Secrets to a Successful Long-Term Relationship
Kate Thompson, writer, wedding expert and agony aunt over at Confetti, tells us the secrets behind a successful long-term relationship and gives advice on how to overcome the traditional expectations of romance
Disney has a lot to answer for! Our expectations of ‘boy meets girl’ begin with a prince and princess and highly idealised notions of romance. The messages from our childhood are ones of magical, undying love. These fairy tales don’t take into account all the trials and tribulations of real life as we grow older. A successful long-term relationship is loving and nurturing and fun. Here are some secrets to how to keep it that way!
Love and falling in love
It’s all too easy to fall in love and get caught up in the whirlwind of excitement of planning a life ‘together forever’. For some, all you need is love. Love is one essential ingredient to any successful long-term relationship and yet there is a difference between the ‘falling in love’ type of infatuation that can blind us to some extent, and real, caring love.
In Captain Corelli’s Mandolin, Louis de Bernières describes the difference between ‘falling in love’ and simply loving, a lesson, for many, which is pivotal to the success of any long-term relationship.
‘Love is not breathlessness, it is not excitement, it is not the promulgation of promises of eternal passion, it is not the desire to mate every second minute of the day… That is just being “in love”, which any fool can do. Love itself is what is left over when being in love has burned away.’
Every relationship has a different dynamic but if you love your partner, then you care for them and want only what is best for them. Love is patient, forgiving and kind, and when we love we show compassion and that we truly care. Falling in love is indeed wild and exciting while loving and being truly loved is much, much more. Keeping that feeling of being connected, whether it’s felt on a romantic, emotional, intellectual or spiritual level, is an essential ingredient for many people in a long-term relationship, and love is at its core.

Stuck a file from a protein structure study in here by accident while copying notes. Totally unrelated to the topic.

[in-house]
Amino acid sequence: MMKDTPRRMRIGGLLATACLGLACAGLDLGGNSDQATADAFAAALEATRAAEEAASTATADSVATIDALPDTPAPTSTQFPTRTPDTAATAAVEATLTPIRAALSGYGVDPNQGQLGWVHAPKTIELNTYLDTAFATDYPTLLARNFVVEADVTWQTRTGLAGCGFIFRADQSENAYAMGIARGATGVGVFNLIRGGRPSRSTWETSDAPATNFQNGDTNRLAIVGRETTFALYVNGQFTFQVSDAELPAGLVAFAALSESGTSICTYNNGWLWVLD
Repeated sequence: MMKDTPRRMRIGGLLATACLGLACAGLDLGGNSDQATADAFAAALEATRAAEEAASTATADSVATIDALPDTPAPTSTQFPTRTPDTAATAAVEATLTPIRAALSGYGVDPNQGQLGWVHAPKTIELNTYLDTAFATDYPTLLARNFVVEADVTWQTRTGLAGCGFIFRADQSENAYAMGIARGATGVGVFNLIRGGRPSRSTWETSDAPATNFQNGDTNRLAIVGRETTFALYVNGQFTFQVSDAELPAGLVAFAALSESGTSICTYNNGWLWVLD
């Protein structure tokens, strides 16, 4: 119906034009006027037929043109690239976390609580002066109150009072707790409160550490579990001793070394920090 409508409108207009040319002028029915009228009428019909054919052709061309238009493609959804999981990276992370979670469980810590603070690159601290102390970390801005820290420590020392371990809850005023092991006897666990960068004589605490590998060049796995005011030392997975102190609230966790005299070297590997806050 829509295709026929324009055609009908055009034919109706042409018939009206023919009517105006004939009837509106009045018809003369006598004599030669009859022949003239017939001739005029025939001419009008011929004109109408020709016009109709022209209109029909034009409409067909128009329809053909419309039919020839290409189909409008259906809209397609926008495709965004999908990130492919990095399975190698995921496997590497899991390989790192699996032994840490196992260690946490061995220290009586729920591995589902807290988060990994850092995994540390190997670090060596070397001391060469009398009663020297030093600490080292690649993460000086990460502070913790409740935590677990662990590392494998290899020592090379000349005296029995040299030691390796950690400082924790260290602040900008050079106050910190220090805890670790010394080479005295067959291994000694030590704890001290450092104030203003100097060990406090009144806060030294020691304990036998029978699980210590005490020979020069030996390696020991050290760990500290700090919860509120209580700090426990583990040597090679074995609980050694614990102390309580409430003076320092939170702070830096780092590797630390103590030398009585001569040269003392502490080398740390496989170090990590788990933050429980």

‘It takes two to tango’ as they say, meaning if only one partner wants it to work, that’s just not enough. Long term relationships need give and take, and while partnerships thrive on togetherness, you don’t have to live in each other’s pockets. Trust in a relationship means there can also be freedom to pursue separate interests too.
Sex and intimacy
Regular intimacy, both physically in terms of embracing each day and making love on a fairly regular basis, as well as emotional intimacy – opening up and sharing your innermost feelings, thoughts and fears will bring you closer as a couple. The fire and passion of initial lusty feelings can burn away gently for years to come as long as the fire is stoked every once in a while.
Perhaps the most important aspect of any long-term relationship is friendship. If you like each other’s company, and value each other as friends, then whatever else may happen, you’ll always have that. Friendship is about close companionship and sharing hobbies, interests and values as well as goals for the future. So that if sex drives wane or illness strikes, you remain together.
What it all boils down to is that we show respect for our partners just as we do our close friends, we don’t judge them harshly, we trust them and we don’t betray their trust in us. We treat others as we would like to be treated. And a shared sense of humour helps in all things. There’s an old saying, ‘the couple who laugh together, stay together’.
Share the secrets
There are many secrets to having a successful, loving and nurturing relationship that improves over time and fulfils you and your partner, your children and your friends. Let’s not keep them secret but share them and make the most of life and love.
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